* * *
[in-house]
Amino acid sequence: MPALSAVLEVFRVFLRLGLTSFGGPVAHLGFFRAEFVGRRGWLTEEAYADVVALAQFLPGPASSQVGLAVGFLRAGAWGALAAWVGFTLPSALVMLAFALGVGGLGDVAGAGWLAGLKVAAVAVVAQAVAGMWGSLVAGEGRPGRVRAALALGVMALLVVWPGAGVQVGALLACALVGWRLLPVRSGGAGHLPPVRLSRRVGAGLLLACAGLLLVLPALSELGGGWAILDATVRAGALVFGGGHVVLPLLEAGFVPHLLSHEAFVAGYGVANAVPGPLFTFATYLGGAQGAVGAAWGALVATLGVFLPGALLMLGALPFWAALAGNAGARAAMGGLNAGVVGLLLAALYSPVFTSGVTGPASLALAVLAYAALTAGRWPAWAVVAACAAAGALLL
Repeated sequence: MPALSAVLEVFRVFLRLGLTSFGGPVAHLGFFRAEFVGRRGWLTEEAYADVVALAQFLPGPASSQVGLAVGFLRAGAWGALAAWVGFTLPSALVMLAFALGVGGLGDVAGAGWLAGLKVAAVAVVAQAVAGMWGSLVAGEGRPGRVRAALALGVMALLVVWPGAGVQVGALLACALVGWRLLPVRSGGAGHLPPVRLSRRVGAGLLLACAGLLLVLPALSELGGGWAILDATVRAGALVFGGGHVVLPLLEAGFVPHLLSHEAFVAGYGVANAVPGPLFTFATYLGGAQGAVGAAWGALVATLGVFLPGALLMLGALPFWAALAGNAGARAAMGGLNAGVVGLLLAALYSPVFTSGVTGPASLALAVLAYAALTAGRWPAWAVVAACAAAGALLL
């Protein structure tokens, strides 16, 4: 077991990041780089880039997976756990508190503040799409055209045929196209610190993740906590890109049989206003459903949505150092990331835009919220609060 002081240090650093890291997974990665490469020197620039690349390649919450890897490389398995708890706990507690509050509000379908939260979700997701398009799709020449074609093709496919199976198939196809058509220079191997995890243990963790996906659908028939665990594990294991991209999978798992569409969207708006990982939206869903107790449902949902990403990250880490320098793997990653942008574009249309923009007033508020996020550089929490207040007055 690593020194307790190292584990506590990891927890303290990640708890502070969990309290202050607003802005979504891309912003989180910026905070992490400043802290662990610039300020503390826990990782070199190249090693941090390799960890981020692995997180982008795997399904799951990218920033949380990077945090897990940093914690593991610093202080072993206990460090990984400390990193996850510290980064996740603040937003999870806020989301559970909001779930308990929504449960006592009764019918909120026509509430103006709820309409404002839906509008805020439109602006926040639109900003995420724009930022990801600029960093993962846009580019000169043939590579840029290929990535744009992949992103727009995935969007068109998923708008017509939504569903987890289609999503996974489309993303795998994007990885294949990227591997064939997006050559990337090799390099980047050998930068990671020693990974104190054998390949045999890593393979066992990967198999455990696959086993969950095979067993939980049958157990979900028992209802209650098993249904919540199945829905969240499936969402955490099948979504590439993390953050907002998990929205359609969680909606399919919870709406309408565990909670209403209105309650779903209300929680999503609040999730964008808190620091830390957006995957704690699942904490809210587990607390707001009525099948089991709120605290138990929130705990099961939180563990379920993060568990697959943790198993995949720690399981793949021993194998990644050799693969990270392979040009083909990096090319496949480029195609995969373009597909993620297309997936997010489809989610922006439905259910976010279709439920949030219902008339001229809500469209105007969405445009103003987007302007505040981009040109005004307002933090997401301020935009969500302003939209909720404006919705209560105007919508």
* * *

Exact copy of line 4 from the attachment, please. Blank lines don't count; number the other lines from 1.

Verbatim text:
């Protein structure tokens, strides 16, 4: 077991990041780089880039997976756990508190503040799409055209045929196209610190993740906590890109049989206003459903949505150092990331835009919220609060 002081240090650093890291997974990665490469020197620039690349390649919450890897490389398995708890706990507690509050509000379908939260979700997701398009799709020449074609093709496919199976198939196809058509220079191997995890243990963790996906659908028939665990594990294991991209999978798992569409969207708006990982939206869903107790449902949902990403990250880490320098793997990653942008574009249309923009007033508020996020550089929490207040007055 690593020194307790190292584990506590990891927890303290990640708890502070969990309290202050607003802005979504891309912003989180910026905070992490400043802290662990610039300020503390826990990782070199190249090693941090390799960890981020692995997180982008795997399904799951990218920033949380990077945090897990940093914690593991610093202080072993206990460090990984400390990193996850510290980064996740603040937003999870806020989301559970909001779930308990929504449960006592009764019918909120026509509430103006709820309409404002839906509008805020439109602006926040639109900003995420724009930022990801600029960093993962846009580019000169043939590579840029290929990535744009992949992103727009995935969007068109998923708008017509939504569903987890289609999503996974489309993303795998994007990885294949990227591997064939997006050559990337090799390099980047050998930068990671020693990974104190054998390949045999890593393979066992990967198999455990696959086993969950095979067993939980049958157990979900028992209802209650098993249904919540199945829905969240499936969402955490099948979504590439993390953050907002998990929205359609969680909606399919919870709406309408565990909670209403209105309650779903209300929680999503609040999730964008808190620091830390957006995957704690699942904490809210587990607390707001009525099948089991709120605290138990929130705990099961939180563990379920993060568990697959943790198993995949720690399981793949021993194998990644050799693969990270392979040009083909990096090319496949480029195609995969373009597909993620297309997936997010489809989610922006439905259910976010279709439920949030219902008339001229809500469209105007969405445009103003987007302007505040981009040109005004307002933090997401301020935009969500302003939209909720404006919705209560105007919508």